But to return to the collaborative relationship between the state and Islamist parties, perhaps the first time in years the Islamist parties had a different line to offer in Pakistan was in 2002, shortly after the invasion of Afghanistan. They cashed in on the anger of what was happening in our neighbourhood, opposing Pakistan’s decision to support the action in Afghanistan. Forming an alliance, the JI and the JUI-F (the biggest of the Islamist parties) swept Khyber Pakhtunkhwa and formed a government in the province. However, in retrospect, this victory was not seen as genuine by many.
Since then, both the JUI-F and JI have been on a downward trajectory, electorally as well as ideologically.
As the state struggled to control extremism, the more radical elements within the JI disagreed with their party’s policy and joined the ranks of those using violence within Pakistan; it is noteworthy that many of the missing in the years after 2001 were found to have links with the Jamaat and a splinter group of the party was reported to have taken part in an attack on a Rawalpindi mosque in 2009. And both the parties ended up facing the wrath of the militants — Maulana Fazlur Rehman has survived at least two terrorist attacks while a JI rally also witnessed an attack.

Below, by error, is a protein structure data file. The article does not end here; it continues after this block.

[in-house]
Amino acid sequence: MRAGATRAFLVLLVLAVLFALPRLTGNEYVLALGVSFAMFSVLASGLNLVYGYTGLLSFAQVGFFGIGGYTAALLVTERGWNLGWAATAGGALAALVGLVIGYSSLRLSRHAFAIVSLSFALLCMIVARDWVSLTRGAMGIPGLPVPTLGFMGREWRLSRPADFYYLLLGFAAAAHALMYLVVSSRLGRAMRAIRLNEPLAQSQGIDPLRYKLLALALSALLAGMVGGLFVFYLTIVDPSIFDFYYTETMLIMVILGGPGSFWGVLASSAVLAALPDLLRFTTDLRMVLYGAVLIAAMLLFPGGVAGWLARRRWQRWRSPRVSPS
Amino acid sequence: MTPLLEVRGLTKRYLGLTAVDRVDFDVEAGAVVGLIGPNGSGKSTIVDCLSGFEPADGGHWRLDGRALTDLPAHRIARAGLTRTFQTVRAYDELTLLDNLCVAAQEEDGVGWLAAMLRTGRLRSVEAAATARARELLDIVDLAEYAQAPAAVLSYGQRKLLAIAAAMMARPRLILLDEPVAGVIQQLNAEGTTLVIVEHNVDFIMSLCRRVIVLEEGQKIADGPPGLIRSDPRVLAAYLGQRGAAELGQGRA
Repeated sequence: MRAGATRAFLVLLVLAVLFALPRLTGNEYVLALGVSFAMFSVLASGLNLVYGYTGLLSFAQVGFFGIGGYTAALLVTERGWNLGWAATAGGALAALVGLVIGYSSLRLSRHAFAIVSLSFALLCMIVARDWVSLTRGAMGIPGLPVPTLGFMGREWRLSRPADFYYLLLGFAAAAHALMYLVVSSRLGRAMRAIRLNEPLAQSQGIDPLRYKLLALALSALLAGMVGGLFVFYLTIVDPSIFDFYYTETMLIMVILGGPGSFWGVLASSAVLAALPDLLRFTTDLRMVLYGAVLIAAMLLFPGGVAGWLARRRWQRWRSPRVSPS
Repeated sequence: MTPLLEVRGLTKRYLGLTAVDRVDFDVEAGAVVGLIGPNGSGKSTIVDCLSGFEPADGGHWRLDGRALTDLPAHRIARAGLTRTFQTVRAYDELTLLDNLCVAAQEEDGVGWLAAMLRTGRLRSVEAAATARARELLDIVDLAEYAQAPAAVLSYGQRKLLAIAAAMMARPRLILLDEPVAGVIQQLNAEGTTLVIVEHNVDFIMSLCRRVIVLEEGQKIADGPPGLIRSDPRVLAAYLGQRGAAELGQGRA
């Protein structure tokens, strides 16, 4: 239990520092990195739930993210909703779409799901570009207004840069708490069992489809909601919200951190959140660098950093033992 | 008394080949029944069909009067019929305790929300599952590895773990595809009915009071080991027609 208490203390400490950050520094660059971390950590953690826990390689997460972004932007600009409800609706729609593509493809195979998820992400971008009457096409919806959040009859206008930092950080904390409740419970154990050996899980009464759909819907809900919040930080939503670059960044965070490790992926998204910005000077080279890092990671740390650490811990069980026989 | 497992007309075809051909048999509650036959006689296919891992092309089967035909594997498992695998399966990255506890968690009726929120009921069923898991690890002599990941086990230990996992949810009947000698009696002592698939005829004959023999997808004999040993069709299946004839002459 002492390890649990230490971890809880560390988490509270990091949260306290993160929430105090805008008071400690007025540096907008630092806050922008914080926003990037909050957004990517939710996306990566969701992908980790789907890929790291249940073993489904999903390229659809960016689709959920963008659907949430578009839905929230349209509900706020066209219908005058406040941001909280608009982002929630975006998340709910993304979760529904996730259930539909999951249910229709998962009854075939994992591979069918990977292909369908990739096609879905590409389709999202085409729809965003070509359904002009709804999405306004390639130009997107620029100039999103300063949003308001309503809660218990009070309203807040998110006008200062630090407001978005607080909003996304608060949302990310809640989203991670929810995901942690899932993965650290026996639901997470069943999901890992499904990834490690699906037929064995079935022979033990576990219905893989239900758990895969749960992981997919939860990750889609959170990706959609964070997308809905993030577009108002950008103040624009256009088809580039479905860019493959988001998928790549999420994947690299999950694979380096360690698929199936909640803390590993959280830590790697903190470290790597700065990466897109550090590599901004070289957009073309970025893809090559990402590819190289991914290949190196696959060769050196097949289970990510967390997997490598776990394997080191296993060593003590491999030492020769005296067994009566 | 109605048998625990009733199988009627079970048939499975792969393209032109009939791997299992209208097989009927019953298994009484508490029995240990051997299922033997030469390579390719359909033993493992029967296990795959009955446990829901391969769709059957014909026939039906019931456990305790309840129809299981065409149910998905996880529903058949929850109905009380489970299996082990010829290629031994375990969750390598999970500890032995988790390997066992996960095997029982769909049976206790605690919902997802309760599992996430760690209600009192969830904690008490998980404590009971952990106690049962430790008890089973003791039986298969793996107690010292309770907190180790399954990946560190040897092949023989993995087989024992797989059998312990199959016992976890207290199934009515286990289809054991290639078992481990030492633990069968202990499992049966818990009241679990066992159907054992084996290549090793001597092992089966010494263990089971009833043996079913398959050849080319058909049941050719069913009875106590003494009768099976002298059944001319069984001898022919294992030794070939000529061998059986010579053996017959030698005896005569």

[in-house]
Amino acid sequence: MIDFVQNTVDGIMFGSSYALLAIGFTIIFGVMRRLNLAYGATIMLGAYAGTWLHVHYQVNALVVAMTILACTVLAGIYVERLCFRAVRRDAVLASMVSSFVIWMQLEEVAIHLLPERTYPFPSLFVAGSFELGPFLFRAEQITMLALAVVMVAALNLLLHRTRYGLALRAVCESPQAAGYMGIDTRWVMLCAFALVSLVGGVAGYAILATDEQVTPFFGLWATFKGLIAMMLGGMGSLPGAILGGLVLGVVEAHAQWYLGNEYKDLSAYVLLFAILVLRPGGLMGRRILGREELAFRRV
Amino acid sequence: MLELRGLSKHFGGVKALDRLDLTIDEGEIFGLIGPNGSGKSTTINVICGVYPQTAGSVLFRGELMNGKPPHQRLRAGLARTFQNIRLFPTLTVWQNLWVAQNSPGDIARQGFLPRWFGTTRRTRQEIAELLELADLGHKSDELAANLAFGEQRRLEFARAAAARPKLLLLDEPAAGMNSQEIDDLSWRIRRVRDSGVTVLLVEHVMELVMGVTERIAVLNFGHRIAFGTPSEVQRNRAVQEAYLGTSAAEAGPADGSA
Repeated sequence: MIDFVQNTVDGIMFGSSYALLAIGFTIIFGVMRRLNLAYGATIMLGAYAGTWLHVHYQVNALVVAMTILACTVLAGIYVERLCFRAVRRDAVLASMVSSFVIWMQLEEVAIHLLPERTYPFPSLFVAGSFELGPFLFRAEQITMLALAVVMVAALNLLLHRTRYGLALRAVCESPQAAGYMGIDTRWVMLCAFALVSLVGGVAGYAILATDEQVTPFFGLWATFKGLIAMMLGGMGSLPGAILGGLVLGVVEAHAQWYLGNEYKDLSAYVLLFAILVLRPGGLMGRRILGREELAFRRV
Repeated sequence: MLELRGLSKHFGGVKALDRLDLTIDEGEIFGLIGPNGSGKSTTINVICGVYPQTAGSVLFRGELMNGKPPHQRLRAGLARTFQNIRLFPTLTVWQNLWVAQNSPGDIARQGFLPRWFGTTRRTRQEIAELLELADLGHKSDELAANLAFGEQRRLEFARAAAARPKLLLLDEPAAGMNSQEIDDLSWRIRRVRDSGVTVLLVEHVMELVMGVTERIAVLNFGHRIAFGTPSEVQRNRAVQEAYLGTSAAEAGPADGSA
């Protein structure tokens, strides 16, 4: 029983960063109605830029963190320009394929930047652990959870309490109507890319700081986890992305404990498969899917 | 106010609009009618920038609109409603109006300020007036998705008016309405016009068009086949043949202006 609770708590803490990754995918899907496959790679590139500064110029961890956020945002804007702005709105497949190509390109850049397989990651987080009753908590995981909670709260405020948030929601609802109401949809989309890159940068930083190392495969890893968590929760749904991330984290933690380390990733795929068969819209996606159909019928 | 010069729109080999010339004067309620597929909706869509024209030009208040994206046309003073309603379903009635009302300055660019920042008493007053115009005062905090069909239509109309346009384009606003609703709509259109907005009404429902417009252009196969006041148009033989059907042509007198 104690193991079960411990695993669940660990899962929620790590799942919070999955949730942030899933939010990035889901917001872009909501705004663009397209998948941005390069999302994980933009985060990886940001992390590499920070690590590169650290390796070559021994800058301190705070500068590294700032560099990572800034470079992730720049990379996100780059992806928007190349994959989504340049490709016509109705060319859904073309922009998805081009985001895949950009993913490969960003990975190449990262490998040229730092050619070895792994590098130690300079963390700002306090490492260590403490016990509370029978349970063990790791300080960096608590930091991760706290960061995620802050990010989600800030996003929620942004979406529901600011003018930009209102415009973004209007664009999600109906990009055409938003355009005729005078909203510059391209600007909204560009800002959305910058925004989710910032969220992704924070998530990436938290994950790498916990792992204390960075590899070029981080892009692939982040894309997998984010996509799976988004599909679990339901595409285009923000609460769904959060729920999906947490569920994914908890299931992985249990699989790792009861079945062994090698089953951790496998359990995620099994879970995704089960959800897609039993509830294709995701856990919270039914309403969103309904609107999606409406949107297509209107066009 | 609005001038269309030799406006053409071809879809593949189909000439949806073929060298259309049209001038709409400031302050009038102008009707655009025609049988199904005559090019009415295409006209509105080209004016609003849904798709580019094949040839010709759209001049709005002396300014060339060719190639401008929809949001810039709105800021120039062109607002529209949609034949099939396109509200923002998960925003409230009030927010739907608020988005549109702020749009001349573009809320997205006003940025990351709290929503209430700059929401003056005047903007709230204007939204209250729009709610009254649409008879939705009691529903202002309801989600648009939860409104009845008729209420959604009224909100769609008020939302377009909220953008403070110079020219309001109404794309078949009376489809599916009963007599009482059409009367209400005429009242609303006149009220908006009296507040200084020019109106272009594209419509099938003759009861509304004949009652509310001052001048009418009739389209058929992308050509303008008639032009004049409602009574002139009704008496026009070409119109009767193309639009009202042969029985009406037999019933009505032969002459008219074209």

These attacks were seen as proof that as the militants and the state were locked in a confrontation, the more mainstream Islamist parties were no longer acceptable or kosher for those on the fringes. The JI in particular has struggled with trying to maintain its appeal to the more radical elements and hanging on to its mainstream credentials — the election of Munawar Hasan (who called Hakeemullah Mehsud a martyr) was a case in point.